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Monday, February 12, 2001

  • Research attacks downtown problems
  • New terms for three officials
  • Man wanted in sexual assault
  • Johnston's report urges 'learnware industry'
  • Ready for a reading break yet?

[Crouching between brick walls]
Demolition crews are gutting the interior of Wellesley Court at UW Place (formerly North Court of the Married Student Apartments) as part of the renovations to create four-bedroom apartment units, with shared bath, kitchen and common space. Work is expected to be completed by the end of June, in time for students to take up residence in September. Similar changes were made last year to the complex's East Tower, now renamed Beck Hall.

Research attacks downtown problems

Research designed to revitalize ailing downtown business cores in the cities of Kitchener, Waterloo and Cambridge will be the focus of a UW project involving all parts of the faculty of environmental studies: architecture, environment and resource studies, geography, and planning, as well as community partners.

UW will collaborate with the City of Cambridge, the Regional Municipality of Waterloo, the Social Planning Council of Kitchener-Waterloo, the City of Waterloo, the City of Kitchener, and the Social Planning Council of Cambridge and North Dumfries to understand the dynamics of the deteriorating city cores, and to generate solutions to the problems.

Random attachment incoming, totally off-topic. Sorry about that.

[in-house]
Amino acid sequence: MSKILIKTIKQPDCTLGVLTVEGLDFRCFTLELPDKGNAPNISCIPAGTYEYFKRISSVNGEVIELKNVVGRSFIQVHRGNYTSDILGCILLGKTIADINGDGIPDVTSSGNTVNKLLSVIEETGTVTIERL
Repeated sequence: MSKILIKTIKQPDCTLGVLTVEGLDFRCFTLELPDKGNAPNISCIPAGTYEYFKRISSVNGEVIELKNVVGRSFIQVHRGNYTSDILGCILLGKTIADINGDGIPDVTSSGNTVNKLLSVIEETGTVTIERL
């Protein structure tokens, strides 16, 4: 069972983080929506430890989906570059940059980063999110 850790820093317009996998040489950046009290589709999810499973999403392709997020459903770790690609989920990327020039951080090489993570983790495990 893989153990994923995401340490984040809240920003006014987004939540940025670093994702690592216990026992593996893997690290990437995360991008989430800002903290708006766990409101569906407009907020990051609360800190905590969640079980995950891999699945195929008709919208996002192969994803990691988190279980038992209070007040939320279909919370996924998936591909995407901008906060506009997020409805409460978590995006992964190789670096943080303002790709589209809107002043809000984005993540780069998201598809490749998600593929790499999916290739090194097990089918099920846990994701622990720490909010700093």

Funding of $600,000 over three years has been promised by the Social Sciences and Humanities Research Council of Canada, with community partners contributing $300,000 and additional private sector support of $200,000.

The project will open a storefront site in downtown Kitchener in the spring, said Rick Haldenby, director of the school of architecture.

Another SSHRC grant will allow UW to participate in a project to assess housing for discharged psychiatric patients using a process that can serve as a model in other regions.

With a grant of $584,879, UW will work with the University of Western Ontario, Concordia University, Wilfrid Laurier University, and community partners based in London, Ontario, including social service professionals, community volunteers, and the actual users of supported housing.

The SSHRC funds are provided through its Community-University Research Alliance program "to help community organizations and university researchers combine forces to tackle issues that they have jointly identified as priority concerns."

New terms for three officials

Terms have been renewed for three of UW's top officials, acting provost Alan George said in a memo at the end of the week:
[Mitchell] "Professor Bruce Mitchell has been reappointed as Associate Vice-President Academic for a three-year term beginning August 1, 2001. Dr. Mitchell is responsible for the coordination of international activities, including the development of appropriate strategies to enhance and facilitate international connections. He serves as Advisor to the Vice-President Academic & Provost on Interdisciplinary Programs, is Chair of the Interdisciplinary Programs Board, and oversees the review process for academic departments and undergraduate programs. He is a member of Deans' Council and Executive Council."

[Black] "Professor Jay Black has been reappointed as Associate Provost, Information Systems and Technology for a two-year term beginning May 1, 2001. Dr. Black oversees the administration and long-term planning of all information systems and information technology across the University. He is responsible for developing policies and procedures that concern IS/IT and works closely with academic support areas to develop appropriate support for the effective use of information technology in teaching and learning."